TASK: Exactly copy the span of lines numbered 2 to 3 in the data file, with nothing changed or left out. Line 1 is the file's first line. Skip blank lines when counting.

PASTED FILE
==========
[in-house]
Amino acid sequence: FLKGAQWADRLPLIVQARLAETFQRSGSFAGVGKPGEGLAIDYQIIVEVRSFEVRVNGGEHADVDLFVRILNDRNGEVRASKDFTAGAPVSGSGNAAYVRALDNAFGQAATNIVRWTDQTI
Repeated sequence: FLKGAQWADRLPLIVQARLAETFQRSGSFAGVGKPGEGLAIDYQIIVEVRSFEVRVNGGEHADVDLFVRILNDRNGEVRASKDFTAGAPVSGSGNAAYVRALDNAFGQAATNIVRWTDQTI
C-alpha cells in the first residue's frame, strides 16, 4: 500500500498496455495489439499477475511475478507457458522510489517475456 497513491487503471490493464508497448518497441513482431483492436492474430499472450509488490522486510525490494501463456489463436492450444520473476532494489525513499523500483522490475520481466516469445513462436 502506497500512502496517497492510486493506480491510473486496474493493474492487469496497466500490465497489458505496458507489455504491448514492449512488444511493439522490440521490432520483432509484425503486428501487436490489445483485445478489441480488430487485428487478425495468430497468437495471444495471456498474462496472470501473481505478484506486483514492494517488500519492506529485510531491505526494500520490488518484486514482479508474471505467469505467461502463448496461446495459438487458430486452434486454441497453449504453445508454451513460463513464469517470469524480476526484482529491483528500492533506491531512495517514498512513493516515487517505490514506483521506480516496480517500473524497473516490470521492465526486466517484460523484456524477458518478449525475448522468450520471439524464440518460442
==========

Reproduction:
Amino acid sequence: FLKGAQWADRLPLIVQARLAETFQRSGSFAGVGKPGEGLAIDYQIIVEVRSFEVRVNGGEHADVDLFVRILNDRNGEVRASKDFTAGAPVSGSGNAAYVRALDNAFGQAATNIVRWTDQTI
Repeated sequence: FLKGAQWADRLPLIVQARLAETFQRSGSFAGVGKPGEGLAIDYQIIVEVRSFEVRVNGGEHADVDLFVRILNDRNGEVRASKDFTAGAPVSGSGNAAYVRALDNAFGQAATNIVRWTDQTI